UPDATE — This story has been updated to add that Australia is set to receive the Mauser Mk30-2 cannon for its Boxer vehicles and uses the Spike anti-tank guided missile LR2 variant.
RUKLA, Lithuania — Lithuania received its first round of a unique variant of the Boxer infantry fighting vehicle last month— equipped with Israeli-made anti-tank guided missiles and an American-made 30mm cannon — making it the most powerful version of the German-manufactured vehicle.
The Rheinmetall-produced Boxer’s other customers are Australia and Germany, but neither are equipped with a cannon as powerful as a 30mm. Yet, Australia is slated to receive the Mauser Mk30-2 cannon.
And equipping Boxer with a 30mm gun means it shares commonality with the U.S. Army’s upgunned Stryker Infantry Combat Vehicle Dragoon fielded to the 2nd Cavalry Regiment in Germany.
The U.S. recently added more firepower capability to some Strykers due to an urgent operational need in theater as preparation for a possible Russian threat. The service chose the ATK-manufactured Mk44 Bushmaster cannon to do the job.
And the U.S. Army has plans to upgrade at least three Stryker brigades with a 30mm gun in the near term.
The Boxer will also carry the Spike non-line-of-sight anti-tank guided missile. The Australian Army’s Boxers are equipped with the LR2 variant.
As Lithuania has no tanks, the Boxer packs the most punch when it comes to firepower within the armed forces and helps the country meet its goal to fully mechanize its Iron Wolf Brigade.
The Iron Wolf Brigade is a mechanized brigade and one of two brigades in the Lithuanian military. It is held at the highest level of readiness. The newer Griffin Brigade — a motorized infantry brigade — was established in 2016 and is based in the western seaport of Klaipeda.
The Iron Wolf Brigade also commands the German-led NATO Enhanced Forward Presence Battalion stationed at Rukla Training Center.
Lithuania, in a tenuous position sharing a border with Belarus and Russian exclave Kaliningrad, has dramatically ramped up its military capability since Russia annexed Crimea from Ukraine in 2014.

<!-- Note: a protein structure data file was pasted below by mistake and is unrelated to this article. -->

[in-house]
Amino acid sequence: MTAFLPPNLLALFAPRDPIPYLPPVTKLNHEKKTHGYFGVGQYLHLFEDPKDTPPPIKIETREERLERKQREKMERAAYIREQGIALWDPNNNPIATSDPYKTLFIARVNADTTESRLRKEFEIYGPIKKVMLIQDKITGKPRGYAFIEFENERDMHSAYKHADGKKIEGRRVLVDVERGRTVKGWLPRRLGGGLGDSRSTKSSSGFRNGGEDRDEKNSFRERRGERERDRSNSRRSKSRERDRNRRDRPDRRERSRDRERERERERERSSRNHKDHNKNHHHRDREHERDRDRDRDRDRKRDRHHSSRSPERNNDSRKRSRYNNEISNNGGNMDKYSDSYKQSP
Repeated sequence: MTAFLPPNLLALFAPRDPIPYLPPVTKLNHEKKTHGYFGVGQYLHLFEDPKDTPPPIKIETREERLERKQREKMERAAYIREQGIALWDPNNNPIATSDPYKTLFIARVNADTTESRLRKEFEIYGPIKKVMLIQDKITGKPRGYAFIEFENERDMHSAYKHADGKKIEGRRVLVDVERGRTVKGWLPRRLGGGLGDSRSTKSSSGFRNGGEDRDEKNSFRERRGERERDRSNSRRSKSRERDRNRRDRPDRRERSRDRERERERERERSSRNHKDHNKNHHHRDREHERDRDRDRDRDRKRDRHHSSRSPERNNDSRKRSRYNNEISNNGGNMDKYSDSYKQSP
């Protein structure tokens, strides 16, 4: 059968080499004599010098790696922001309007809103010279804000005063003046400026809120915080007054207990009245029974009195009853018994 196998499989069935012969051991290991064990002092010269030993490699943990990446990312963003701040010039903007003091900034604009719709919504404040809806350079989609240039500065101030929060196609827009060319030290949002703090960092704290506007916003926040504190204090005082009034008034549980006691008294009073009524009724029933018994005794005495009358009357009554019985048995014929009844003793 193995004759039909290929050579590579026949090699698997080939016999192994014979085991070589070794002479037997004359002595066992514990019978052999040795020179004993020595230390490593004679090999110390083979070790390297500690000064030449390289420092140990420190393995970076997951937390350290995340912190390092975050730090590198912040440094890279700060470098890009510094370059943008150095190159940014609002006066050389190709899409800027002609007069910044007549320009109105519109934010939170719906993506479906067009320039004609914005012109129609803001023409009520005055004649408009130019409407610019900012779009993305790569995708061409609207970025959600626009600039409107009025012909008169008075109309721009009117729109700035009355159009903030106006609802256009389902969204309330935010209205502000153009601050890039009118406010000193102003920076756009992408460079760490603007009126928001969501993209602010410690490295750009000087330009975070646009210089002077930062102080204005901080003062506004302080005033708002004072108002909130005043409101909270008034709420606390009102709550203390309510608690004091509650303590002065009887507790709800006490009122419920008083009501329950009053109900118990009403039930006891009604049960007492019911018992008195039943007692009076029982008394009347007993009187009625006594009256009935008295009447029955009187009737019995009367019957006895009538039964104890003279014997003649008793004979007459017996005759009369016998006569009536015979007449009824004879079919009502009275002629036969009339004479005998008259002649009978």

Lithuania is joined to Poland by just a short 40-mile border — the Suwalki Corridor — that separates Belarus from Kaliningrad. Should Russian forces close the gap, it would isolate Lithuania and its northern Baltic state neighbors, Latvia and Estonia, from the rest of Europe.
Part of its buildup and modernization efforts include the purchase of Boxers to replace its aging fleet of M113s. Lithuania decided to purchase the vehicles in 2016. There are a total of four M113 battalions in the armed forces.
The first two Boxers were to be delivered to the Iron Wolf Brigade by the end of June, the Lithuanian Ministry of Defence told Defense News during an Atlantic Council-sponsored fact-finding mission there.
The plan is to equip two mechanized infantry battalions within the brigade with 88 new vehicles. Fielding will wrap up in October 2021.
Training on the vehicles started for different groups of specialists and instructors more than a year ago, and further training and preparations to take on the 88 vehicles will continue until the end of 2020, the MoD told Defense News.
It is foreseen the Iron Wolf exercises at the end of 2020 and other national drills will be used for testing and evaluation of the vehicles’ integration into the force, the MoD said.
The Boxers will allow the Lithuanian Armed Forces “to conduct more sophisticated operations as well as significantly increase maneuver and firepower capabilities,” according to a whitepaper issued by the MoD.
The acquisition is the largest investment in military equipment for the Lithuanian Armed Forces since the restoration of its independence in 1990.
Lithuania is considering purchasing other infantry fighting vehicles, but has not laid out requirements such as whether the vehicles would be tracked like M113s or wheeled like its Boxer fleet, according to MoD officials in charge of acquisition and requirements.
It is the country’s goal to mechanize the other two battalions in the Iron Wolf Brigade from 2024 through 2029.
The issue will be addressed after Boxers are integrated into the armed forces and the brigade can take lessons learned from that experience to come up with a procurement strategy for the next round of infantry fighting vehicles in the 2021 time frame.
Jen Judson is an award-winning journalist covering land warfare for Defense News. She has also worked for Politico and Inside Defense. She holds a Master of Science in journalism from Boston University and a Bachelor of Arts from Kenyon College.